Sophia loves to rotate around on her butt in a circle. She has so much fun doing it that she even rotates away from people without realizing she won’t be able to see them. It makes it tricky for putting medicine in her button or to try to catch her spit up, but it is very cute. She is also wearing her larger pink wrist bands (sewn together and worn on her thighs) to remind her to use the right leg muscles. She can almost get up on quadraped (hands and knees), but most of the time, she just uses one knee (I guess that must be triped). I’m sure in no time, she’ll be really crawling with her tummy off the floor. She’s also really trying to pull herself up onto things; so we keep working on standing.

Zoe is about ready to giggle. She giggled accidentally while I was burping her the other day and was kind of giggling for John when they were playing the other day.

101sozo101.jpgSiobhàn came Thursday and Friday since school was out, and she’s visiting her grandparents in California for a month. The first day, I went to get Sophia out of bed and brought her downstairs to change her. I set her on the floor and said: “I don’t think you’ve said ‘Good Morning’ to Siobhàn yet.” Sophia sat straight up, looked around to find Siobhàn and crawled right over to her. She wrapped her arms around Siobhàn’s waist and I don’t think she stopped hugging her or staring at her all day long. Sure makes it easier to leave for work when I realize she doesn’t even miss me! Siobhàn also learned how to give Zoe her bottle (but John burps her), so that is really helpful.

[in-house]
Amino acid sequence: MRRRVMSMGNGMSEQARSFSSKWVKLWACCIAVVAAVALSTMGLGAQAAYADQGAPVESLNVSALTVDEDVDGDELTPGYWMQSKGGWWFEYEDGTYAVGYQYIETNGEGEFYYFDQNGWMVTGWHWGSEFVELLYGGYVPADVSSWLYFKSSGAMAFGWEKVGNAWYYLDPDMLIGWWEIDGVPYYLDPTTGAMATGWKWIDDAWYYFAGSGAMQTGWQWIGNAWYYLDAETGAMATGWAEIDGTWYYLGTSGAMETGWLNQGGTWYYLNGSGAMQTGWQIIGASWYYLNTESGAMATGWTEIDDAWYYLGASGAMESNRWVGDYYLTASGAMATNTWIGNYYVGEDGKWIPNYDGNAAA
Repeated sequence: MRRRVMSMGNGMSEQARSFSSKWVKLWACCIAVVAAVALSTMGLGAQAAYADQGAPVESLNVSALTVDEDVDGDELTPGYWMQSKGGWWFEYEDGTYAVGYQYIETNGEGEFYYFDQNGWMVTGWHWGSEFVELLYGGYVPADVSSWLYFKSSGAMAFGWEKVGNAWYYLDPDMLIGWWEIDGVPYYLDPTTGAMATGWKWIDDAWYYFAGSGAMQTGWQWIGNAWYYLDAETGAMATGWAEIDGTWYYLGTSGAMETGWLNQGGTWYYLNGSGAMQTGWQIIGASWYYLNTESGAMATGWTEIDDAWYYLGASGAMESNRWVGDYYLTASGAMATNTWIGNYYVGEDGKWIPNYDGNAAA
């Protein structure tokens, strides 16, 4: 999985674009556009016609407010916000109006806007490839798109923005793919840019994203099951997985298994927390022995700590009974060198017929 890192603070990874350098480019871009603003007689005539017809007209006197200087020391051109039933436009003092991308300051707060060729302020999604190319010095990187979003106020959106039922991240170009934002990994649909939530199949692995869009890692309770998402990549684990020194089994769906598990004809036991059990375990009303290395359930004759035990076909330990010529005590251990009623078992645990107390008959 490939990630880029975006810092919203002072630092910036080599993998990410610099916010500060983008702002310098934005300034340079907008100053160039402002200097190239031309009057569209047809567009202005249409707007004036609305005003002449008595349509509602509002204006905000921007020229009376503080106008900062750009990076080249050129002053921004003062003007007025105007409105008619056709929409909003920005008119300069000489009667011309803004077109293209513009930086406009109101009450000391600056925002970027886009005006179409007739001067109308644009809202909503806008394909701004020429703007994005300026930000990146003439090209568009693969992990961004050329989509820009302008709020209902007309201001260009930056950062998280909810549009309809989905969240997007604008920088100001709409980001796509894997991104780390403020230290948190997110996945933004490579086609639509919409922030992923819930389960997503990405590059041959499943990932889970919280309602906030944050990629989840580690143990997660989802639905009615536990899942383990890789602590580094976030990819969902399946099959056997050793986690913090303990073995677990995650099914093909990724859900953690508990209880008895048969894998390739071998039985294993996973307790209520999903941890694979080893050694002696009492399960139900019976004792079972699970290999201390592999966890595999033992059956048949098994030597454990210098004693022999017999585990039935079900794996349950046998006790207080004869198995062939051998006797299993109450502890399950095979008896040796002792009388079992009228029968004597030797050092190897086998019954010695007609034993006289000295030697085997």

On Thursday, Siobhàn got to be tormented at Sophia’s blood draw. It is still really hard for us to watch her in so much pain, and we do this on a regular basis. The finger prick method doesn’t seem any less painful, just easier to poke. I think what she dislikes the most is when the tech has to squeeze her finger to get enough blood out for the vials. On Friday, they took the girls to the park, which was much less stressful. Sophia loved the swing and then tried to do her circle spin in the tunnel, but that didn’t work so well. Although you wouldn’t know it from the pictures, Zoe was there too, napping in the stroller.

Saturday afternoon we all took a long walk over to see our friends Dan, Angie, and Laura. Laura just had surgery, so we wanted to make a get-well visit, and it was a beautiful day. She’s 5, so she was old enough to have to explain the procedure to, which must have been heart wrenching. That was one good thing about Sophia’s surgeries; she was too young to really know what was going on. We missed my cousin Sandy’s surprise 50+ party since we can’t do much of anything that happens after 5:00 these days.

Sunday, Zoe went with me, Grandma, and Uncle Todd to visit our Aunt Carey, who is at Abbott with a broken vertebrae from a car accident. My cousin Lori and family came while we were there, too, so Zoe got to meet more of her family.  She especially enjoyed all the lights at the hospital. I didn’t think I should bring Sophia to a place with a bunch of sick people, so she got some special one-on-one time with Papa (who could also observe her closely for signs of concussion). Luckily, she seemed to recover really quickly.